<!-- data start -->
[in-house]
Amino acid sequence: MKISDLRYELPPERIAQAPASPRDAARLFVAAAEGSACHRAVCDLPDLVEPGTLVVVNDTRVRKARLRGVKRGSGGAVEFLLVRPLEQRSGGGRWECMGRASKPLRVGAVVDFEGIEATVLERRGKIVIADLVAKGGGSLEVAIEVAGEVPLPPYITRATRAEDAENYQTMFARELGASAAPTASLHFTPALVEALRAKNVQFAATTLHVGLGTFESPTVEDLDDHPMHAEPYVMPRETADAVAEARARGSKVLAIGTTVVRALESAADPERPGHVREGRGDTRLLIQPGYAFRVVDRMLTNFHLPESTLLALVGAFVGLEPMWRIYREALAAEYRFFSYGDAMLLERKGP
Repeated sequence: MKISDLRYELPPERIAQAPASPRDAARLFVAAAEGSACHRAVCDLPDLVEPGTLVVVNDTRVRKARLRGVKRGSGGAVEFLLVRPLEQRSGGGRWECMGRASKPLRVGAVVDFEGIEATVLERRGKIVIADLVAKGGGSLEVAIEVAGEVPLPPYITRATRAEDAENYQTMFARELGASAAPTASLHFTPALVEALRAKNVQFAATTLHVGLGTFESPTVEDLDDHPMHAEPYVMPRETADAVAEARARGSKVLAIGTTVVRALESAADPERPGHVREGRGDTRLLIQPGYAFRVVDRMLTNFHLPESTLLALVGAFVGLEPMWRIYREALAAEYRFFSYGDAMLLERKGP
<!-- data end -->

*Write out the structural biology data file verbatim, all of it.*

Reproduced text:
[in-house]
Amino acid sequence: MKISDLRYELPPERIAQAPASPRDAARLFVAAAEGSACHRAVCDLPDLVEPGTLVVVNDTRVRKARLRGVKRGSGGAVEFLLVRPLEQRSGGGRWECMGRASKPLRVGAVVDFEGIEATVLERRGKIVIADLVAKGGGSLEVAIEVAGEVPLPPYITRATRAEDAENYQTMFARELGASAAPTASLHFTPALVEALRAKNVQFAATTLHVGLGTFESPTVEDLDDHPMHAEPYVMPRETADAVAEARARGSKVLAIGTTVVRALESAADPERPGHVREGRGDTRLLIQPGYAFRVVDRMLTNFHLPESTLLALVGAFVGLEPMWRIYREALAAEYRFFSYGDAMLLERKGP
Repeated sequence: MKISDLRYELPPERIAQAPASPRDAARLFVAAAEGSACHRAVCDLPDLVEPGTLVVVNDTRVRKARLRGVKRGSGGAVEFLLVRPLEQRSGGGRWECMGRASKPLRVGAVVDFEGIEATVLERRGKIVIADLVAKGGGSLEVAIEVAGEVPLPPYITRATRAEDAENYQTMFARELGASAAPTASLHFTPALVEALRAKNVQFAATTLHVGLGTFESPTVEDLDDHPMHAEPYVMPRETADAVAEARARGSKVLAIGTTVVRALESAADPERPGHVREGRGDTRLLIQPGYAFRVVDRMLTNFHLPESTLLALVGAFVGLEPMWRIYREALAAEYRFFSYGDAMLLERKGP